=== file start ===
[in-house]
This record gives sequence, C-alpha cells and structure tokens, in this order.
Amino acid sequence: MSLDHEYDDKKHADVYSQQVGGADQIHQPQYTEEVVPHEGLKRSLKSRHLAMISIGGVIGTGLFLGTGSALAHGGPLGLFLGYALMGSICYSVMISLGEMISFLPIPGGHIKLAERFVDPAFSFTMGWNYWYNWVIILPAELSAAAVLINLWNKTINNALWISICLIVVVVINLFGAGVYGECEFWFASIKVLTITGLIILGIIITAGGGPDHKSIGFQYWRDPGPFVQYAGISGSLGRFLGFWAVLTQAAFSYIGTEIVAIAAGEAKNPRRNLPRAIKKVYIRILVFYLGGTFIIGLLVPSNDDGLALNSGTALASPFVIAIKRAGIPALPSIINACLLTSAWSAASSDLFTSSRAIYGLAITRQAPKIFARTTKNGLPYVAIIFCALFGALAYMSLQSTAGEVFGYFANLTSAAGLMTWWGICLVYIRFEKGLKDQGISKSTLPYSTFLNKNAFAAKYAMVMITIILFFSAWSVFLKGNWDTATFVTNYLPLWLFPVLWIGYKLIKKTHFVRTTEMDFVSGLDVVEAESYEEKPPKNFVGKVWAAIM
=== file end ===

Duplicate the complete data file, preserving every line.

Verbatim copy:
[in-house]
This record gives sequence, C-alpha cells and structure tokens, in this order.
Amino acid sequence: MSLDHEYDDKKHADVYSQQVGGADQIHQPQYTEEVVPHEGLKRSLKSRHLAMISIGGVIGTGLFLGTGSALAHGGPLGLFLGYALMGSICYSVMISLGEMISFLPIPGGHIKLAERFVDPAFSFTMGWNYWYNWVIILPAELSAAAVLINLWNKTINNALWISICLIVVVVINLFGAGVYGECEFWFASIKVLTITGLIILGIIITAGGGPDHKSIGFQYWRDPGPFVQYAGISGSLGRFLGFWAVLTQAAFSYIGTEIVAIAAGEAKNPRRNLPRAIKKVYIRILVFYLGGTFIIGLLVPSNDDGLALNSGTALASPFVIAIKRAGIPALPSIINACLLTSAWSAASSDLFTSSRAIYGLAITRQAPKIFARTTKNGLPYVAIIFCALFGALAYMSLQSTAGEVFGYFANLTSAAGLMTWWGICLVYIRFEKGLKDQGISKSTLPYSTFLNKNAFAAKYAMVMITIILFFSAWSVFLKGNWDTATFVTNYLPLWLFPVLWIGYKLIKKTHFVRTTEMDFVSGLDVVEAESYEEKPPKNFVGKVWAAIM